“Unlike other sectors, where you can start small and go on to raise Series A, B, C and subsequent rounds of funding and then proceed to the private equity market, in case of renewable energy space, huge amount of capital is required from day one. So, it does not follow the normal process of fund raising like the eCommerce or tech firms require. The government needs to focus more and work towards building an ecosystem, where new businesses can find space to grow and attract capital,” points Sumant Sinha, Chaiman and CEO, ReNew Power Venture and Co-Chairman, Confederation of Indian Industry (CII) committee on National Renewable Energy as well as the Chairman of the Indian Wind Energy Association (IWEA).
The business opportunities in the renewable energy space lies in Equipment Manufacturing, EPC (Engineering, Procurement and Construction), Operations and Maintenance, Engineering and Project Execution Consultancy and Project Development. Equipments are usually manufactured by large Indian and multinational industrial houses that have huge capital backing. Moreover, installation and construction requires huge initial capital and engineering expertise, which is not possible for new and small entrepreneurs.
“The projects involve government agencies and bureaucratic processes for permissions and paperwork, which makes it highly non suitable for new entrepreneurs. At global scale, small and micro wind turbines also have a small market, but it is non-existent in India,” explains Digendra Singh Rathore, Founder, SolarWaale.com.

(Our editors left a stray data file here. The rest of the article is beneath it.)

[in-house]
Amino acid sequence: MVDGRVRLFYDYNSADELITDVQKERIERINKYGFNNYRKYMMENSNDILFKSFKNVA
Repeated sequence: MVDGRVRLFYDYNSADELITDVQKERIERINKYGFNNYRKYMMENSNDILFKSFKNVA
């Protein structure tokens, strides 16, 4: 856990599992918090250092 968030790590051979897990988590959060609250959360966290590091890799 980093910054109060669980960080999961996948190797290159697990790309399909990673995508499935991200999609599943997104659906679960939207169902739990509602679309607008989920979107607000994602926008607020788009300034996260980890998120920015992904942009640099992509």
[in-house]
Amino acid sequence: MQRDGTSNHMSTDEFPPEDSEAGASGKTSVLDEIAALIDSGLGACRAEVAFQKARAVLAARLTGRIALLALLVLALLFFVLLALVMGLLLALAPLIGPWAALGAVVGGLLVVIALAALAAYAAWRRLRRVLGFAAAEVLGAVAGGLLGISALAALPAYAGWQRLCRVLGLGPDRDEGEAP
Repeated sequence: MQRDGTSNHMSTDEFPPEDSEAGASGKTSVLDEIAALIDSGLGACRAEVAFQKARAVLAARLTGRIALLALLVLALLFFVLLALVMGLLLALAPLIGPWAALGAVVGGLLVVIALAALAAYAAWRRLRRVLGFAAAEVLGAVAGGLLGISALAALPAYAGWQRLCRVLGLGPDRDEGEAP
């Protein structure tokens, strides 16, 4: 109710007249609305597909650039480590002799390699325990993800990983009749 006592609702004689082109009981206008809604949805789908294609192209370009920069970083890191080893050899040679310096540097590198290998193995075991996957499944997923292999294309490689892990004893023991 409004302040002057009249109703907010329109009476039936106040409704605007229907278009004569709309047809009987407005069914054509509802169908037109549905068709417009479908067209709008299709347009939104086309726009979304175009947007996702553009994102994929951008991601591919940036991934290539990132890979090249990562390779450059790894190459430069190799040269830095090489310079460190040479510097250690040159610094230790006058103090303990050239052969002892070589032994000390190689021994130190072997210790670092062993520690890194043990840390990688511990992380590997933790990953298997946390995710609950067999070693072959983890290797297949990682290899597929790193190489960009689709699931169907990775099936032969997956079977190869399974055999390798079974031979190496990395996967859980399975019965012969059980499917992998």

Solar energy is younger and less matured market as compared to wind and is divided into different segments – large scale solar (greater than 1 MW) and small scale solar (less than 1 MW). Small scale solar is further divided into grid connected rooftop and offgrid market. Grid connected rooftop is a very new market and is still in early stages. Till now, it is entirely dependent upon government policies and subsidies, so not much progress has been made.
Offgrid market contains solar lanterns and microgrids etc. It is a relatively mature market and a lot of big and small manufacturers across India are already doing good business. It has the least barrier to entry, and with little capital many new entrepreneurs have entered this space in recent times. Hence, except offgrid products, manufacturing in the solar industry (of solar panels, inverters, structures, etc.) is ruled by large MNCs or big Indian industries.
“The current models in the renewable sector have had challenges, especially on commercial feasibility, but it should be viewed as an opportunity that needs to be addressed. Given the government as well as the private sector intent to consider renewable and cheaper energy options, there is an appetite to evaluate and seek innovations in products, services and business models,” explains Raut.
How to Gain Margins?
Due to rigorous competition, which is prevailing among the EPC companies and equipment suppliers, solar power is a very difficult market in terms of earning margins. The only way to make money in this space is to build a business proposition, which can offer some uniqueness and help players stand out from others.